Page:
Our metro area has now grown so large in size and population that companies and retailers have multiple locations and stores. Larger warehouse facilities were built on the west side of the metro area near the I-10 transportation corridor. We began to see mixed-used projects of a large scale. The Phoenix industrial market benefited from steady job growth, great positive inward migration and affordable housing.

In addition, the Arizona Department of Real Estate has played a major role in planning future growth, establishing land values, encouraging competition and adding substance to our educational trust fund. The growth of local, competent developers in every development discipline has also contributed to shaping the sector.

But the major challenge today, like that of 25 years ago, is an abundance of available space coupled with a very low level of tenant activity. Based on typical annual absorption rates, new speculative construction will take another two-to-three years to occur. Dramatically reduced valuations are another major problem affecting all of commercial real estate. No one knows what anything is really worth. This, coupled with the lack of capital for permanent financing, has brought development to a halt and continues to negatively impact values. Add high unemployment, slow retail sales and difficulty in home sales, and you have a very long pause that seems vaguely familiar to the situation of the 1980s.

However, pauses end. There is definitely a bright future ahead for Valley real estate. Unlike the 1980s, today we have excellent infrastructure we can build upon to rise out of this crisis much more quickly and effectively. What’s more, people will still want to move here. We will benefit from relocated businesses and jobs as other states tax and regulate their economies to the extreme. This slowdown is temporary. But we have to remember that Arizona will continue to attract businesses and residents, and we must stay poised to develop opportunities for them as they become more available.

Wooing businesses to AZ in the recession

Despite Tough Times, Economic Development Groups Continue To Woo New Businesses To Arizona

Economic development experts in Arizona hope to parlay the state’s convenient geographic location, and even a stagnant housing market, into attracting new businesses.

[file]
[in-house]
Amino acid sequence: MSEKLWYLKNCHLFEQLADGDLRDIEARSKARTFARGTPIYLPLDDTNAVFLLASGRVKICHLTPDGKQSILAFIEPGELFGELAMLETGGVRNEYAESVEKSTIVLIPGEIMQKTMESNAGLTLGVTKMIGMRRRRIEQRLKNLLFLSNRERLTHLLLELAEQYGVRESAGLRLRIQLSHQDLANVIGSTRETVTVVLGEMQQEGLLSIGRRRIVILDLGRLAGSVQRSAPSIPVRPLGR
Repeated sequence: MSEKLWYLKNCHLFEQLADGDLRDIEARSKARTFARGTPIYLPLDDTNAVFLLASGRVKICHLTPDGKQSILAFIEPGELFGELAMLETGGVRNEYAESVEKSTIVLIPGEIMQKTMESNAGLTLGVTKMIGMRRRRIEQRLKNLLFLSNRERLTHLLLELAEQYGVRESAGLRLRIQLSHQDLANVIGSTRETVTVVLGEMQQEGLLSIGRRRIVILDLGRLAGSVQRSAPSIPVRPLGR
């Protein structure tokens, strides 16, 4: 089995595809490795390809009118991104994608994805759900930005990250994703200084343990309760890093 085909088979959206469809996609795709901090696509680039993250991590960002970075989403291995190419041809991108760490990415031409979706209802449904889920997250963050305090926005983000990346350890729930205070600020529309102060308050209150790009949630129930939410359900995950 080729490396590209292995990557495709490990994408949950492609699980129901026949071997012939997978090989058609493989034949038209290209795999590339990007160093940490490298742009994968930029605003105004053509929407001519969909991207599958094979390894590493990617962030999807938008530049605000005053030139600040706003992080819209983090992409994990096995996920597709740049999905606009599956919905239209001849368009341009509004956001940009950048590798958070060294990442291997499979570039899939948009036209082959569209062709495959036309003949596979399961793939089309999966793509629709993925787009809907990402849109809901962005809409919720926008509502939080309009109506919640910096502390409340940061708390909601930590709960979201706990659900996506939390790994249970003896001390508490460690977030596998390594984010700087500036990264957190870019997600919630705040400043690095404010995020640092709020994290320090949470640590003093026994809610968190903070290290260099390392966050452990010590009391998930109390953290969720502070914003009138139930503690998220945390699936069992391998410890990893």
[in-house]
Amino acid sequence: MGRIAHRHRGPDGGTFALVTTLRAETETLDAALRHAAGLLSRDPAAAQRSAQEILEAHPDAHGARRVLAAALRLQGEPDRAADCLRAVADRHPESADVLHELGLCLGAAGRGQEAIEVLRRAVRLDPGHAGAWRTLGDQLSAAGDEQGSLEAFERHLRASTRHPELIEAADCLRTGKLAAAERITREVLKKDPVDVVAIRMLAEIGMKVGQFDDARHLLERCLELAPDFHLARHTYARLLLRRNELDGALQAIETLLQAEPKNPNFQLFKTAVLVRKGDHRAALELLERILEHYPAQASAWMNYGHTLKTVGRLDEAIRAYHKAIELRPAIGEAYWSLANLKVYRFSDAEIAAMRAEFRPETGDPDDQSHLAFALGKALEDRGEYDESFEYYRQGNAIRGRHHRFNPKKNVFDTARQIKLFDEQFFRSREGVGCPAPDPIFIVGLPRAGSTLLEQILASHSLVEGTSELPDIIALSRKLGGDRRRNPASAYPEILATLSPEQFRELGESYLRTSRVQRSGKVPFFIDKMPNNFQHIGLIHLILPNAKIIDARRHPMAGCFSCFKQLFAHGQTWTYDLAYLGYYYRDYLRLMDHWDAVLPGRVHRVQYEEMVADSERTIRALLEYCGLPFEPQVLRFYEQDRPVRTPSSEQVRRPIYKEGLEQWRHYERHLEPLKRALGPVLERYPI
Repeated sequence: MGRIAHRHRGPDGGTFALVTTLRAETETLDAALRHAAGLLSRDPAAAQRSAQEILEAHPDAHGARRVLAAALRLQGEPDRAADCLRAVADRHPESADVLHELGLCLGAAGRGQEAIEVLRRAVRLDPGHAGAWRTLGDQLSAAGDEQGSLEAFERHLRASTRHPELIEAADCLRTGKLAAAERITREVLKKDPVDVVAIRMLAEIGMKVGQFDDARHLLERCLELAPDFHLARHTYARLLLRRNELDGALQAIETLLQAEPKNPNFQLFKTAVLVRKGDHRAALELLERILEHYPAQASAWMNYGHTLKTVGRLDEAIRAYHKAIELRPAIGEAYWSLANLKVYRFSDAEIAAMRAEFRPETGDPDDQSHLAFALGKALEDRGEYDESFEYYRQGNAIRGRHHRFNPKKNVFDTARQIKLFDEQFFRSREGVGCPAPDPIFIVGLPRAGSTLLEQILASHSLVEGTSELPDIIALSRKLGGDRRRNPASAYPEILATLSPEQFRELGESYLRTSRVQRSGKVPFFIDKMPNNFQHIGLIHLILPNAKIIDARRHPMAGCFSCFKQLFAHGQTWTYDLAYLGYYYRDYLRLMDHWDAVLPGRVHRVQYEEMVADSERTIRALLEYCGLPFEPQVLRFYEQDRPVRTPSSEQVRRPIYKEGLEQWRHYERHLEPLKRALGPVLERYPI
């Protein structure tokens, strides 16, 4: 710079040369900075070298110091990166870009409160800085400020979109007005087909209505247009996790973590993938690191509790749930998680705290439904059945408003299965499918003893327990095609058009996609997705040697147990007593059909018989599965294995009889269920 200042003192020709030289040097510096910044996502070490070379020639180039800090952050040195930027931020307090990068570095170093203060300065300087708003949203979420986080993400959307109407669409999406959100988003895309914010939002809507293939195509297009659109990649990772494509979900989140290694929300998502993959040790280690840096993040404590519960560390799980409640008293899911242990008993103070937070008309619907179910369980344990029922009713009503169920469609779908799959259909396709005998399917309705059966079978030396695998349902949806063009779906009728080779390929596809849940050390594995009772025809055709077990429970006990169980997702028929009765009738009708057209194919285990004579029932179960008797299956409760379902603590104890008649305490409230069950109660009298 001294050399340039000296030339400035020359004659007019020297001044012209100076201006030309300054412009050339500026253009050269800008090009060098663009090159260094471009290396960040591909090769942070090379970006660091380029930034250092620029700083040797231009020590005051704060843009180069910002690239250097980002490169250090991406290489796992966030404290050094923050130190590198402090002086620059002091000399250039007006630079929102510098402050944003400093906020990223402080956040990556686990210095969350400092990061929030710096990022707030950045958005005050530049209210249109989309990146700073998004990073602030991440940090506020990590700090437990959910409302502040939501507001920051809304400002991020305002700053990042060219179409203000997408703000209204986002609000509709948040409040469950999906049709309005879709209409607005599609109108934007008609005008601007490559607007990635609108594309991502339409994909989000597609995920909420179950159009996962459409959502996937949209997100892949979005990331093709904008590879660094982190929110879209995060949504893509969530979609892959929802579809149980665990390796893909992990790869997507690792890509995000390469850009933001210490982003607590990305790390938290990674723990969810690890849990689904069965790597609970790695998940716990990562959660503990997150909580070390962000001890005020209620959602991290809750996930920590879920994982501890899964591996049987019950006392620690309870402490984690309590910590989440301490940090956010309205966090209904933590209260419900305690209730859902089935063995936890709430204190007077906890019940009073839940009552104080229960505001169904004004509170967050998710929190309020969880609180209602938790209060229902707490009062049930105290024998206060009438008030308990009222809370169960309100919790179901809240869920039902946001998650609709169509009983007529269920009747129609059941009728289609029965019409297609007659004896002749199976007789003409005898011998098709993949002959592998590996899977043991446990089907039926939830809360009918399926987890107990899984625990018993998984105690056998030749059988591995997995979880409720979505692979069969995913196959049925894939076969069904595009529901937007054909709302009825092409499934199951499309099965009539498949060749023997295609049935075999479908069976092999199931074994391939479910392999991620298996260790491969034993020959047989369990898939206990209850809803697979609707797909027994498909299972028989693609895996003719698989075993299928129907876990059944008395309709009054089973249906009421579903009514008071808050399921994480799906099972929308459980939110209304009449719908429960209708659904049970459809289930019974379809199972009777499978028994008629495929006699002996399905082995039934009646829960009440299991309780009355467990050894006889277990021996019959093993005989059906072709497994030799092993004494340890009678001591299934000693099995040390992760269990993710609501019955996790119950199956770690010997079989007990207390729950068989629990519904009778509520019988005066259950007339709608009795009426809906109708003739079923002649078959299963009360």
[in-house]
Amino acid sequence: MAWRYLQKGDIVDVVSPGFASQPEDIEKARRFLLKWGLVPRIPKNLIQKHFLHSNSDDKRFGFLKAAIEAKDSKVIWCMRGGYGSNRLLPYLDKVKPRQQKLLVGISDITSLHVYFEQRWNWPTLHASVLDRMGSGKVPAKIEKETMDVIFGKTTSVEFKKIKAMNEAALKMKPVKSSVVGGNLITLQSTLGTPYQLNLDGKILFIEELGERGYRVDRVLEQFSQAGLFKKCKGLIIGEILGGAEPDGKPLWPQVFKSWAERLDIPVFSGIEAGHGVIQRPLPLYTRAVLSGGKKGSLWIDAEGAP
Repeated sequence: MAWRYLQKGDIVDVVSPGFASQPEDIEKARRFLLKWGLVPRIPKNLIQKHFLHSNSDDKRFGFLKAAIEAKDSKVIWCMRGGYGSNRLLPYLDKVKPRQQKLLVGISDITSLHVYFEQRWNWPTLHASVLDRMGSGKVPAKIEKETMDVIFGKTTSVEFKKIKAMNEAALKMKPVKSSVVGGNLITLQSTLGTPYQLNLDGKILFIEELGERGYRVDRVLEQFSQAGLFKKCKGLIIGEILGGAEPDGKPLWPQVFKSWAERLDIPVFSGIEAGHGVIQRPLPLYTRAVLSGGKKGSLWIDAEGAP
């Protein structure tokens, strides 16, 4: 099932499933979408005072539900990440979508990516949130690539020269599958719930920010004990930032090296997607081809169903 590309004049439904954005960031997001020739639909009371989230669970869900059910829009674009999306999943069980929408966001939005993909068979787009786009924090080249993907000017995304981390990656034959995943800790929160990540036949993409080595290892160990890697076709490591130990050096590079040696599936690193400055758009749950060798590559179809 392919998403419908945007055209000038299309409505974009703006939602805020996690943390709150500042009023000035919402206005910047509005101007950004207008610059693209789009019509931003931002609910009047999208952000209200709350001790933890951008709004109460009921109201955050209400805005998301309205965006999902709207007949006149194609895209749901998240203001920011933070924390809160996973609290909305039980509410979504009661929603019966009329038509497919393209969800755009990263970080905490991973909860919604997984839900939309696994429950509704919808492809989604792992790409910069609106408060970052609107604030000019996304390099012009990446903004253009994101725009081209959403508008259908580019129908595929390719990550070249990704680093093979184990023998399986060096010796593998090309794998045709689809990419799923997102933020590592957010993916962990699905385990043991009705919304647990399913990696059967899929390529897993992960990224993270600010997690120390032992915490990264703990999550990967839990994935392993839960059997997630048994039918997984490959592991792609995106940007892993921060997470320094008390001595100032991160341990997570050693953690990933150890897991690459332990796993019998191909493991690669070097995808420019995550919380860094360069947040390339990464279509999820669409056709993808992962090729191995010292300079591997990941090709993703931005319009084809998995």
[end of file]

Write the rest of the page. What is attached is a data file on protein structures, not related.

Toss in relatively low taxes, a freeze on new regulations and a well-honed reputation as a business-friendly state, and recruiters have a tool box full of reasons why businesses should consider relocating to Arizona.

But that’s not all the economic development agencies tout. Local experts know that businesses looking to relocate are interested in those intangible quality-of-life issues: an available and educated work force, a higher-education community that excels in research and churns out highly qualified workers, and a relatively low cost for starting up and doing business.

Television commercials are generally cost-prohibitive, officials say, leading them to rely heavily on the Internet for their recruitment efforts. Feature articles in national trade publications also represent a low-cost way of spreading the Arizona story.

Two of Arizona’s largest economic development agencies — the Greater Phoenix Economic Council (GPEC) and Tucson Regional Economic Opportunities (TREO) — are collaborating on a campaign to lure California businesses to Arizona.

Scarlett Spring, GPEC’s senior vice president of business development, says her team makes targeted trips to California at least once a month, with specific emphasis on the Bay Area, Los Angeles and San Diego. Often, GPEC invites local mayors along to give recruitment efforts an official flavor. Bringing mayors, Spring says, gives recruiters leverage and “opens doors that might not otherwise be open.”

The GPEC message to California?

“Arizona has a business-friendly environment and a reputation of having lowered taxes in some shape or form for 10 consecutive years,” Spring says. “It’s a lower-cost environment for their employees, whether through workers’ comp, competitive wages or health care insurance. Those are the operational costs that a company looks at when considering a financial move or expansion.”

Noting that virtually every phase of running a business is more expensive in California, Spring adds, “What we’re doing is trying to position Arizona as being complementary to the California marketplace.”

DGPEC also invites businesses to Arizona for special events. For example, last November biotech and solar companies from the Bay Area were hosted for a weekend in the Valley. The visit included attending a game between the Arizona Cardinals and the San Francisco 49ers. Two of those companies are close to moving to Arizona, Spring says.

Laura Shaw, senior vice president of marketing for TREO, agrees with the strategy of taking advantage of Arizona’s location. California businesses struggling under mounting operating costs have the ability to move to Arizona and still access California markets.

TREO targets such industries as aerospace, defense, biosciences and alternative energy, and only meets with companies that have been pre-qualified as likely candidates for relocation.

“Research shows that labor drives all market decisions — whether a company can find the labor that fills their needs,” Shaw says. “We focus on matching our assets with a company’s needs.”

Despite the national perception that Tucson is a low-wage community, TREO presses for higher-paying jobs.

What the Tucson area offers is a high-growth Southwestern region situated at the doorstep of California and Mexico, with young talent graduating from the University of Arizona. Tucson is also in the heart of one of the most heavily traveled trucking networks, linking Mexican markets to the California coast.